The Three-Word Study Tip

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Study-TipsIt’s official: summer has ended. Farewell, beach chair. Hello, beeping alarm clock.

It’s also Study Tip Season — that time of year when kids and parents start thinking about how to improve their lives by studying more effectively and efficiently.

With that in mind, I thought I’d try to distill the best advice into a few simple words. Three, to be precise.

The first word is reach. The most effective studying happens when you’re slightly out of your comfort zone, when you go the edge of your ability and make an intense, targeted effort beyond it. This is how our brains make new connections — not by leaning back and letting information wash over them, but by leaning forward, making mistakes, and fixing those mistakes.

(Parent tip: when your kid is struggling on the edge of their ability, resist the urge to heroically swoop in and rescue them. Instead, let them know that those are the moments when progress happens.)

So if you have to learn material in a textbook, don’t just read it over and over. Instead, read it once, close the book, and then summarize the main points on a separate sheet of paper.

If you’re a fan of highlighting (which research has shown is not that effective), you might want to follow it up by organizing all your highlighted material into an outline.

The best way to reach? Make a habit of testing yourself. Testing yourself works best of all, because it’s a double-reach: first you have to figure out the important questions to ask (one reach), then you have to answer (another).

The second word is loop. Embrace the idea of learning stuff by repeating it in short sessions over a number of days. In other words, don’t study in a straight line, but in a series of short loops, returning to the material over and over. This technique, called spaced repetition, works because each repetition embeds the information more strongly in our brains.

So instead of studying just today’s work, go over work from the previous few days as well. Instead of trying to learn all the Spanish vocabulary words the night before the quiz, learn a dozen each night, and keep going over them. And, of course, avoid cramming, which feels really satisfying, but doesn’t work that well.

The third word is mix. Our natural instinct is to attack homework like a dutiful worker on an assembly line, focusing on a single area for large chunks of time. But what works better is to mix it up — to interleave different types of problems and allow our brains to navigate the conceptual landscape, to make connections that might have otherwise been missed.

Instead of focusing on one type of algebra problem, switch it up by doing several different types of problems, so your brain has to sort through the different possibilities. Instead of studying one narrow aspect of science (say, cell division), try to link it with other, related areas. Study like a great athlete works on their game — working on a bit of A, a bit of B, a bit of C, and combining them.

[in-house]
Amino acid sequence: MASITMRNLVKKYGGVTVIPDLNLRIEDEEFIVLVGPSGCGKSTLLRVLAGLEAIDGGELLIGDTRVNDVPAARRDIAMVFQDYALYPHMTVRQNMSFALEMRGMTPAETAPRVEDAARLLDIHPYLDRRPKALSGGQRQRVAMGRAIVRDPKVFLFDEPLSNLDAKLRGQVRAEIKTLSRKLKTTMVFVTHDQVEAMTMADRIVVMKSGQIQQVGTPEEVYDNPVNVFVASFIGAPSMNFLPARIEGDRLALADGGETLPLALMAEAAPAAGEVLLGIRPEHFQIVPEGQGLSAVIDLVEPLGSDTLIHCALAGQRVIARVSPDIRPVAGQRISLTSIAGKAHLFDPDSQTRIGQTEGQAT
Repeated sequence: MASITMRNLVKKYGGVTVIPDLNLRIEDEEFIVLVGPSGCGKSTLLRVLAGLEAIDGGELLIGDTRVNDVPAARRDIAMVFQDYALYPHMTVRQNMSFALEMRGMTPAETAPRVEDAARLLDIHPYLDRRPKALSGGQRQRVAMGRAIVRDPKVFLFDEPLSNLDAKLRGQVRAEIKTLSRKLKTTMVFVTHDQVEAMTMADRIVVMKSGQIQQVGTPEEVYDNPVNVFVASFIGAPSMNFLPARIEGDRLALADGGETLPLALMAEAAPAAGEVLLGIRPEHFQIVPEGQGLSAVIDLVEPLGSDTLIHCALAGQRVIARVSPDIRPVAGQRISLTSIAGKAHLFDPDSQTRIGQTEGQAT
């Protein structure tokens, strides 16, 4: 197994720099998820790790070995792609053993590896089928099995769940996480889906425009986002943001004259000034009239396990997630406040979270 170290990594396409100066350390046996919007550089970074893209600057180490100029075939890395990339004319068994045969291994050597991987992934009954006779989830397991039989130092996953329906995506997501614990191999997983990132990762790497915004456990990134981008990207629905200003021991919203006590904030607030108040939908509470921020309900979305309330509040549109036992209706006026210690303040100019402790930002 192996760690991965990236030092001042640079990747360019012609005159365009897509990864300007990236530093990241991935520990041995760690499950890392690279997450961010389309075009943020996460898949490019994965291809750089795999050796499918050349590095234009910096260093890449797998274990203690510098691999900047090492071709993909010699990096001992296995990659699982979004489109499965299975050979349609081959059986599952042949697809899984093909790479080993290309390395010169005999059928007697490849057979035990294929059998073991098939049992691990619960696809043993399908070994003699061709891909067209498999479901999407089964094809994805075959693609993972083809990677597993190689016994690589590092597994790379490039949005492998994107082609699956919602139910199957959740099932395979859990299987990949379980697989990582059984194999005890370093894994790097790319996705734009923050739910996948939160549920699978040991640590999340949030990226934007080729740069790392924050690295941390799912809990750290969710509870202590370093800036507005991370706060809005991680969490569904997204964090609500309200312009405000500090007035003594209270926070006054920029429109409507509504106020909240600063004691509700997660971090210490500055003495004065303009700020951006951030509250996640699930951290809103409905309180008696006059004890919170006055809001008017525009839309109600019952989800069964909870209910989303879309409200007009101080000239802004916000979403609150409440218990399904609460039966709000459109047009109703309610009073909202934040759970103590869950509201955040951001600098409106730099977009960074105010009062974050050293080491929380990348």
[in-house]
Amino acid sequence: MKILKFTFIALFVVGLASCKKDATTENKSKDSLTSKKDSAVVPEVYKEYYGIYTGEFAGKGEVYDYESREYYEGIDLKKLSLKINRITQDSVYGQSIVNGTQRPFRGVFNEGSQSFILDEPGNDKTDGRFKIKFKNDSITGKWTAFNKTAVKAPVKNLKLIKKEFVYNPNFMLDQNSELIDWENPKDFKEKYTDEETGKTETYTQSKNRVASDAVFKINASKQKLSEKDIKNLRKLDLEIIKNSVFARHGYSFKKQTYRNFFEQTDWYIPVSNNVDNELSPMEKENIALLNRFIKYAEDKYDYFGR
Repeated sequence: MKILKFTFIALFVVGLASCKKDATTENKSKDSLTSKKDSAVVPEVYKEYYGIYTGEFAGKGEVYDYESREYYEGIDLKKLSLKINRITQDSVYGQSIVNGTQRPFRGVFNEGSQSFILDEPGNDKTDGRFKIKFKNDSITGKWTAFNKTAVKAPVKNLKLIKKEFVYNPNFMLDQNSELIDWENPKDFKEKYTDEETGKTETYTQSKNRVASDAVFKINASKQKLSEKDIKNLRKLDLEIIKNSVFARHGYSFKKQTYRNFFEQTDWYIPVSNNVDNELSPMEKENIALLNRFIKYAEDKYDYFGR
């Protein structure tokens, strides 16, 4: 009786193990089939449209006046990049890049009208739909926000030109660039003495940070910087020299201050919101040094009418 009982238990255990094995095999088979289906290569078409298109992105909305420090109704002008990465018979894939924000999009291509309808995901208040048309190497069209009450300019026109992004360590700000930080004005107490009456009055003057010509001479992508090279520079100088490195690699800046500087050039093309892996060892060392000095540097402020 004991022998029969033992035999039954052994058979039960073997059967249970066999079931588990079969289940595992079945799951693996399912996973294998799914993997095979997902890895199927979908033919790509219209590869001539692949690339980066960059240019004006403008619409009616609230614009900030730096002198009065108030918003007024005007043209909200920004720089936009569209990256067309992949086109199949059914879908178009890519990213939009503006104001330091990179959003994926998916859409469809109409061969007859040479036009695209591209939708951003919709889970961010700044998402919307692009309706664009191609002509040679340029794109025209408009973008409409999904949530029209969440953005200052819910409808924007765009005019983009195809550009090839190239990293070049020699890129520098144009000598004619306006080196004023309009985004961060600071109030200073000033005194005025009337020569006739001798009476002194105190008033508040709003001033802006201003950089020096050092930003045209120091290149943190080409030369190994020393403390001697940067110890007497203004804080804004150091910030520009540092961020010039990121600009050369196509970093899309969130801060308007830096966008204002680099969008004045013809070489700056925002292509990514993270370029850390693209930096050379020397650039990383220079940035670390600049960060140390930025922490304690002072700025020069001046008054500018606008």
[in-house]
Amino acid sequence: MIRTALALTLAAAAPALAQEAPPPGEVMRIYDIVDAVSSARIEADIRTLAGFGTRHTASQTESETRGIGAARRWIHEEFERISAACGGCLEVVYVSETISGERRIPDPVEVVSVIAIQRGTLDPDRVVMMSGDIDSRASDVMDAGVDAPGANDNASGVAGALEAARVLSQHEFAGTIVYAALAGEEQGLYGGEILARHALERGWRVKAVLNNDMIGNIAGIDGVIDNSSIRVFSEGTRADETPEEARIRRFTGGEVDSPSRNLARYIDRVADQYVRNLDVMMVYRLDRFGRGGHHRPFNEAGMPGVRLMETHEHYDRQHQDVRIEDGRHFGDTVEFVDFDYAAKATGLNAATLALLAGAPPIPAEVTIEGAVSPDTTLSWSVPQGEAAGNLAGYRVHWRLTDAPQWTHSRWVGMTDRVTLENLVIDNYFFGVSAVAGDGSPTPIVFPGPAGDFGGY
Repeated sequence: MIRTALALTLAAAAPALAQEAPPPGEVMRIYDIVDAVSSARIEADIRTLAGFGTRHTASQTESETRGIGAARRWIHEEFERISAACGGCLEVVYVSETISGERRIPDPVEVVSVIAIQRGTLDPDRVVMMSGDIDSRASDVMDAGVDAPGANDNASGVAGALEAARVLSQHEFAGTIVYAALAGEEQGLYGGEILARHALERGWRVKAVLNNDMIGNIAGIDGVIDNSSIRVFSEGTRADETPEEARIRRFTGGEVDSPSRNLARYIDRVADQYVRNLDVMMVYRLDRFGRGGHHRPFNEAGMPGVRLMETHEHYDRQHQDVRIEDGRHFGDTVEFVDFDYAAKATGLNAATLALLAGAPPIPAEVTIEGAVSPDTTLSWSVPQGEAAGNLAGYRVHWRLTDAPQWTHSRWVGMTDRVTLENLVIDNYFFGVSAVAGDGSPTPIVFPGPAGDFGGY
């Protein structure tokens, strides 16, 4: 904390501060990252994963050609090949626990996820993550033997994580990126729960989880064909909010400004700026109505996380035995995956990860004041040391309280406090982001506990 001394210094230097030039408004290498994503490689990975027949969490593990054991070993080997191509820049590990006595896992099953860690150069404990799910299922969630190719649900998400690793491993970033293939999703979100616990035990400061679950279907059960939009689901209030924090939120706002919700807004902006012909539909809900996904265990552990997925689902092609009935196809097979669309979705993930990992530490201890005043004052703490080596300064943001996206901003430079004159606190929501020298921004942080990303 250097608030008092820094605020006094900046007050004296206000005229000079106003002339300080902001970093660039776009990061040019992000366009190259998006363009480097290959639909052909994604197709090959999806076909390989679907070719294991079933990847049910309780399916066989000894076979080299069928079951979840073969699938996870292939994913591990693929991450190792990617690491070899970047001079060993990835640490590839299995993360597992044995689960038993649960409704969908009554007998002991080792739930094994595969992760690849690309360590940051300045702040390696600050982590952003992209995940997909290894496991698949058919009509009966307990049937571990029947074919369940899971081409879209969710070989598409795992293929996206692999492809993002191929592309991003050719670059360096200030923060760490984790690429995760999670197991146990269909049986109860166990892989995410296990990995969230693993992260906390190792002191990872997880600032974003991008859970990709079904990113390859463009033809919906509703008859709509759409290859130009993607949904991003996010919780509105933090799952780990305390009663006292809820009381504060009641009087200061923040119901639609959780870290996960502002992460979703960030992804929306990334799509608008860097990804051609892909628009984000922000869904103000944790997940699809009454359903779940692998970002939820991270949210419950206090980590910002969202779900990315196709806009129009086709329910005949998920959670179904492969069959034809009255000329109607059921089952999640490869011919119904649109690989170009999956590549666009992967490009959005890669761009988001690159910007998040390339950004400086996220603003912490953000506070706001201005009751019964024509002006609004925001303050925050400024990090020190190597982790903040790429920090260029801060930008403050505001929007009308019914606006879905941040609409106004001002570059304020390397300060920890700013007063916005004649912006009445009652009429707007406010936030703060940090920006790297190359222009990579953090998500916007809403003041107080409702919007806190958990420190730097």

So that’s it: reach, loop, and mix. Your brain will thank you. For more study tips, here’s a useful compilation from one of my favorite writers, Annie Murphy Paul: as well as another from The Washington Post.

Though now I have a confession to make.

There’s one more word, which might contain the most effective study tip of all.

Clue: It has five letters, and begins with S. Any guesses?


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24 Responses to “The Three-Word Study Tip”

  1. Thanks for the mention, Daniel! Love this post.

  2. Casey Prince says:

    I’m guessing “SLEEP” is the extra study tip.
    About to print this out for all the players in the Ubuntu Football Academy in Cape Town, South Africa.

  3. James McGee says:

    Sleep? :)

  4. Rod Roth says:

    Good post. I’m thinking, based on my history of procrastinating, that START is the magic word.

  5. Hi Daniel, Great post! We love your book The Talent Code and use it often in our home and lives! This post is especially useful for kids to help them learn varieties in ways to study versus just trying to cram it all in in one session. I like the idea of switching around the focus and then bringing it back together. I also like the idea of quizzing oneself.

    I don’t think your “S” word is Sugar! (that’s a joke!)

    I’d say it is “Snacks” or “Sleep” or “Smile” (my yoga teachers always say that smiling helps everything)

  6. Sum Gai says:

    Hmm… maybe I missed it. I was thinking that “study” was the most important study tip. No way to get better than to practice

  7. Ben says:

    Agreed. Study, though Start is a good one, too. Smile is what you can do once you’ve studied.

  8. JoAnna says:

    I’m going to guess “share”. Teaching something to someone else helps us learn it better.

  9. Joanne M says: